Current, Resistance and Electrical Componenents
Collected here are some supporting resources, suggestions and practical ideas to help students develop a fuller understating of electricity and various components.
The triple science content on components tends to work on an assumption that students are clear and confident with current, potential difference and resistance and this may not always be the case. In some cases they can just treat components as ‘black boxes’ that do something but a revisiting of what these three key terms actually mean and how they are related is strongly recommended to provide a richer look at what is actually going on.
Whilst this list provides a source of information and ideas for experimental work, it is important to note that recommendations can date very quickly. Do NOT follow suggestions which conflict with current advice from CLEAPSS, SSERC or recent safety guides. eLibrary users are responsible for ensuring that any activity, including practical work, which they carry out is consistent with current regulations related to Health and Safety and that they carry an appropriate risk assessment. Further information is provided in our Health and Safety guidance
Links and Resources
Choose the Electricity and Heat pdf from this list for an interesting and different introduction to resistance – though in this context you may not want students to work right to the end and investigate how heat is transferred. But it’s a self-contained unit of work, so if time is on your side, you could let your students work their way through the instructions independently and see how far they get. The thin pencil leads suggested here are available fairly cheaply from stationers and the investigation could be extended by comparing them with carbon electrodes or coils of nichrome wire.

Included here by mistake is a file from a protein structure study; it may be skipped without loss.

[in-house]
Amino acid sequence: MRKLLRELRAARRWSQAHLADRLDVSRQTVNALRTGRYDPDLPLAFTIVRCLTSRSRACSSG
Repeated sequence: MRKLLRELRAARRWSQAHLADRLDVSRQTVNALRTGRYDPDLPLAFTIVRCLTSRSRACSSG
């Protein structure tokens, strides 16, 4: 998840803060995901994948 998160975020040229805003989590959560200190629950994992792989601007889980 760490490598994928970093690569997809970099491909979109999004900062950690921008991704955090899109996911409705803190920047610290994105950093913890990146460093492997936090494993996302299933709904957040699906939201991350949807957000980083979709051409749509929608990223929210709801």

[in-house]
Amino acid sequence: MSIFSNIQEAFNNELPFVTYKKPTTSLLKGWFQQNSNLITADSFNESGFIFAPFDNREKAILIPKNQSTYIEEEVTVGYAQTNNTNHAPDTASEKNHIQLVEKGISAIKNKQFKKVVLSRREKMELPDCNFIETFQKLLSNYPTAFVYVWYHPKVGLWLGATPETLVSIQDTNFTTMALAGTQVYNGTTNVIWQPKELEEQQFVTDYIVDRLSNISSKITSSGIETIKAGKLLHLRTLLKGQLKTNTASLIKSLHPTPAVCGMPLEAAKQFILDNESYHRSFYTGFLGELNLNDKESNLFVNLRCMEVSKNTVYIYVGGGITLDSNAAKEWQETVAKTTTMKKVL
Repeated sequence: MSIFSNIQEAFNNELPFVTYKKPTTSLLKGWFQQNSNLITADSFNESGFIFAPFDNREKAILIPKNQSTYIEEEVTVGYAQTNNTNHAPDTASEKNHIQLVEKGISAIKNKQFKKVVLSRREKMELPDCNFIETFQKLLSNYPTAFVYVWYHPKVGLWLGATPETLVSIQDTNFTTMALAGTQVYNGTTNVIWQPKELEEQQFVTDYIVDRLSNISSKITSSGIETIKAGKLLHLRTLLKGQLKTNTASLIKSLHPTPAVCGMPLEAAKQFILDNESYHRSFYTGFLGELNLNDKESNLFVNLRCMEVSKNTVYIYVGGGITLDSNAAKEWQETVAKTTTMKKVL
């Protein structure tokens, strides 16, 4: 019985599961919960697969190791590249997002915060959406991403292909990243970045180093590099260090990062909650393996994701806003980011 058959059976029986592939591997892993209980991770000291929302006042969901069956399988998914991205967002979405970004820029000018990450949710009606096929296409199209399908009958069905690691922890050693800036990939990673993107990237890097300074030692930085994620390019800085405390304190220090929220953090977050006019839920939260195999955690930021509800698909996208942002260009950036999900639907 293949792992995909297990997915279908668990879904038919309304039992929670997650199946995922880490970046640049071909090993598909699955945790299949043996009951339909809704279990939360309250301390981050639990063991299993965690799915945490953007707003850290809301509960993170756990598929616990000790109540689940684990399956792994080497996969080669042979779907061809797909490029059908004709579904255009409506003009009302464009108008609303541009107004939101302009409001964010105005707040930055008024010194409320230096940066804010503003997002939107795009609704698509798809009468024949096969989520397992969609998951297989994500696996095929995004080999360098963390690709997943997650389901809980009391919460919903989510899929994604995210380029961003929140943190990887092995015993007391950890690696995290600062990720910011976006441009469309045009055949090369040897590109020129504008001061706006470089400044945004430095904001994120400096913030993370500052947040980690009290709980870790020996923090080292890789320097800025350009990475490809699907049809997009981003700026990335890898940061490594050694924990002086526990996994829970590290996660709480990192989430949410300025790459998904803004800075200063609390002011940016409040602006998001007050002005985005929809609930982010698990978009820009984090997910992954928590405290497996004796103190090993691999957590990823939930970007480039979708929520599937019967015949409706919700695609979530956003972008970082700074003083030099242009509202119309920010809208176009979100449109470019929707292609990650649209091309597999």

Physics requires students to both understand concepts and to carry out calculations and both underpin each other. Carrying out calculations helps students to consolidate their learning and gain deeper insights.
Here are some worked examples and questions on resistance which include the use of V=IR and voltage : current graphs which will save teachers time as they won’t have to write their own.
They are most suitable for higher ability students and teachers may like to talk through the worked examples first on the board before setting the questions. You’ll find this material on pages 32-35 of the book (pages 40-43 of the pdf document) and the answers are on page 127 (pdf page 135)
This is designed for A level physics students so you'll need to adapt it accordingly to meet the needs of your own specification and the ability of your students. Most teachers won’t want to include the work on the diode but the practical work on the resistor and lamp completed over a lesson or two would show the differences between ohmic and non-ohmic resistors nicely and help students to get a deeper understanding of resistance. Teachers lacking confidence in this area will appreciate the background information from the institute of physics along with the worked answers.